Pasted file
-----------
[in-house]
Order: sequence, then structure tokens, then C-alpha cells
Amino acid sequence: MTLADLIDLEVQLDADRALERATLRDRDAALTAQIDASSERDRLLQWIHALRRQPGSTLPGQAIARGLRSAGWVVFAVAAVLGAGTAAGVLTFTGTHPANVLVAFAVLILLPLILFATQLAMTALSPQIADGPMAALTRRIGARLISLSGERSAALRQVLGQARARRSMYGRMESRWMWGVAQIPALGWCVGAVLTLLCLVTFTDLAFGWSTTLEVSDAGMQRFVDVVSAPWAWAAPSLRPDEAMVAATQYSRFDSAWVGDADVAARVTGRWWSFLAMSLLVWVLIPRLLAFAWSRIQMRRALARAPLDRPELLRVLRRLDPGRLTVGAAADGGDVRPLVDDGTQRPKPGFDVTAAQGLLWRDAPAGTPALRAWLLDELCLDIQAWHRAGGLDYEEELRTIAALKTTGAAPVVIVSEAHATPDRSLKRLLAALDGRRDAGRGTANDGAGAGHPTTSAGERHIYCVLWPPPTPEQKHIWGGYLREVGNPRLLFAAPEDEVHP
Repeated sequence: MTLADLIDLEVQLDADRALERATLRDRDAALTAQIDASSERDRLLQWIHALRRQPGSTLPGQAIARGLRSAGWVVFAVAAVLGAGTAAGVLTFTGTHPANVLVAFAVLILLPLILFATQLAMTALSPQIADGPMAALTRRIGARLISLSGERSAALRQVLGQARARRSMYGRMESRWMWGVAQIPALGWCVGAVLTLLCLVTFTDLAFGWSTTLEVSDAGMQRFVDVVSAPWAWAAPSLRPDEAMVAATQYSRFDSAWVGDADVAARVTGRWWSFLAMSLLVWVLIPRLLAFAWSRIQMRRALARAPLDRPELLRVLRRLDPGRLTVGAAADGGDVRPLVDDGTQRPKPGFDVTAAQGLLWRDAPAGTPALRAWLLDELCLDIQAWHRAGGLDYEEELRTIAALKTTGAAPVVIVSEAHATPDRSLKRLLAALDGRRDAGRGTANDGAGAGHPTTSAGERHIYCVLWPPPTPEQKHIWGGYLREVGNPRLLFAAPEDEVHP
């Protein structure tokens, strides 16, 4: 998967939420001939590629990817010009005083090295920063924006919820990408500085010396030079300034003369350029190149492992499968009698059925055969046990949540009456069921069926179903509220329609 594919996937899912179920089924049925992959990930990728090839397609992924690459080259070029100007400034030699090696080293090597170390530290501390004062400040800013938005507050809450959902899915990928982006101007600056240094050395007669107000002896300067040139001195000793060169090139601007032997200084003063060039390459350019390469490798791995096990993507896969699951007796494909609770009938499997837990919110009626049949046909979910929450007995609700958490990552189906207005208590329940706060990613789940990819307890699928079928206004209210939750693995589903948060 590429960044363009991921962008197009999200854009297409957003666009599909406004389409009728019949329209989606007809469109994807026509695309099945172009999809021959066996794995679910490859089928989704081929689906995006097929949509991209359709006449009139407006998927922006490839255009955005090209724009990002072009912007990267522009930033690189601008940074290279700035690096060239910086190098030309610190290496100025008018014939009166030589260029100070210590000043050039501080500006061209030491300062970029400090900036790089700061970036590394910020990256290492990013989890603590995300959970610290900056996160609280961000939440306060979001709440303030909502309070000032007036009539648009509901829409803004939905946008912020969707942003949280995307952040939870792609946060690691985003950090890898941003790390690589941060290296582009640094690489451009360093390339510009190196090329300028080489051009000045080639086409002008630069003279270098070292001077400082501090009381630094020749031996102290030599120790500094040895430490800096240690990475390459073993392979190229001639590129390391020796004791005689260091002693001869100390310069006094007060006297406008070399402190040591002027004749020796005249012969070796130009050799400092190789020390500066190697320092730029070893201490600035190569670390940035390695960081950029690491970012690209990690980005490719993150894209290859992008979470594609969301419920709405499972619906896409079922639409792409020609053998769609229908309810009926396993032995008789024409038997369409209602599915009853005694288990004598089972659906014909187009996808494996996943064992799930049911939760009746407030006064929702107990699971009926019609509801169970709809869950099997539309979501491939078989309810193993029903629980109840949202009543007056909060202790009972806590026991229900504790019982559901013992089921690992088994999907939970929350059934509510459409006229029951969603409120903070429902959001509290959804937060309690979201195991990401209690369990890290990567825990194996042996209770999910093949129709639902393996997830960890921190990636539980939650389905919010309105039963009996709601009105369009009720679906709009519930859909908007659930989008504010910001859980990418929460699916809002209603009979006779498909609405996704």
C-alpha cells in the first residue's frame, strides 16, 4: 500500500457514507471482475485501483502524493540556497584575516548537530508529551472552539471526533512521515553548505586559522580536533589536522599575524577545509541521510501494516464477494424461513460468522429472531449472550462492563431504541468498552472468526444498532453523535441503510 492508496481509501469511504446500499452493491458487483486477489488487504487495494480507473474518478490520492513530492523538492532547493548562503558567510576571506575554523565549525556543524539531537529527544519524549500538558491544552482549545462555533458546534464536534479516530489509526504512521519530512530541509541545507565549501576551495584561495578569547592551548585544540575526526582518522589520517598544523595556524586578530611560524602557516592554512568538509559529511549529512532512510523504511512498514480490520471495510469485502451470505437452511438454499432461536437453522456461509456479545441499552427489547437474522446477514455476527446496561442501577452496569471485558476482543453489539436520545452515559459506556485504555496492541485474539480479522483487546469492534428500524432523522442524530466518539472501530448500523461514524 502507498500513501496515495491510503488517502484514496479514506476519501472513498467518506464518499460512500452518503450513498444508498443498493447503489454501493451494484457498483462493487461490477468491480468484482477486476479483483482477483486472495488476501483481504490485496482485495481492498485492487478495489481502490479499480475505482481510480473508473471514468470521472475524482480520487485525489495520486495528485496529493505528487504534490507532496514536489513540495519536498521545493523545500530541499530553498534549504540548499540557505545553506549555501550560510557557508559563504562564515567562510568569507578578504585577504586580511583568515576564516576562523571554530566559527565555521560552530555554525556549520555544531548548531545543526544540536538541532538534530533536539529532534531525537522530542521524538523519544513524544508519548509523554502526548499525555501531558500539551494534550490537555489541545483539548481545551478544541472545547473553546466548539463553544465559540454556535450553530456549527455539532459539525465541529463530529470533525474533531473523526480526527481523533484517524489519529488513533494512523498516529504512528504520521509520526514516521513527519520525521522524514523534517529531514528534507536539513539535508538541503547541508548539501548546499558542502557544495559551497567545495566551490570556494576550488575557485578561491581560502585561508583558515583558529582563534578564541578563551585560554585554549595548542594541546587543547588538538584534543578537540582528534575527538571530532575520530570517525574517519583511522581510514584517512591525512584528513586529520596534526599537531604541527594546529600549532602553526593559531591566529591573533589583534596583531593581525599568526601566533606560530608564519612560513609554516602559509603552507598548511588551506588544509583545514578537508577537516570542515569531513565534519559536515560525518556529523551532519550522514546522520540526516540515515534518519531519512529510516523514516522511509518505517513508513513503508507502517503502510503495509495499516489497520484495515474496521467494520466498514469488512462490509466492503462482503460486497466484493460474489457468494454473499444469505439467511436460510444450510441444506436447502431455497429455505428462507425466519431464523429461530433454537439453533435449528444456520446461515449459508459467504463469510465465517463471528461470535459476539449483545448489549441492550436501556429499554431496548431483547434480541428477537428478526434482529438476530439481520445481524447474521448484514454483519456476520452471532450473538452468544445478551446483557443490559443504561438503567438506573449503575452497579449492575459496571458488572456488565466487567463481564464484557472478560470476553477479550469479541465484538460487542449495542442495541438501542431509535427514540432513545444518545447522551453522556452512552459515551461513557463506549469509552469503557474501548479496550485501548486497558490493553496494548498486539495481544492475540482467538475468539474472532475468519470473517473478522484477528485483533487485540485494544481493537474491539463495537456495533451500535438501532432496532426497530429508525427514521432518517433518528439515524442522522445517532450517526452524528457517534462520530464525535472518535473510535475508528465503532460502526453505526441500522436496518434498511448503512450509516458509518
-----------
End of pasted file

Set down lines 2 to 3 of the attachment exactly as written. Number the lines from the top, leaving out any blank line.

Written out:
Order: sequence, then structure tokens, then C-alpha cells
Amino acid sequence: MTLADLIDLEVQLDADRALERATLRDRDAALTAQIDASSERDRLLQWIHALRRQPGSTLPGQAIARGLRSAGWVVFAVAAVLGAGTAAGVLTFTGTHPANVLVAFAVLILLPLILFATQLAMTALSPQIADGPMAALTRRIGARLISLSGERSAALRQVLGQARARRSMYGRMESRWMWGVAQIPALGWCVGAVLTLLCLVTFTDLAFGWSTTLEVSDAGMQRFVDVVSAPWAWAAPSLRPDEAMVAATQYSRFDSAWVGDADVAARVTGRWWSFLAMSLLVWVLIPRLLAFAWSRIQMRRALARAPLDRPELLRVLRRLDPGRLTVGAAADGGDVRPLVDDGTQRPKPGFDVTAAQGLLWRDAPAGTPALRAWLLDELCLDIQAWHRAGGLDYEEELRTIAALKTTGAAPVVIVSEAHATPDRSLKRLLAALDGRRDAGRGTANDGAGAGHPTTSAGERHIYCVLWPPPTPEQKHIWGGYLREVGNPRLLFAAPEDEVHP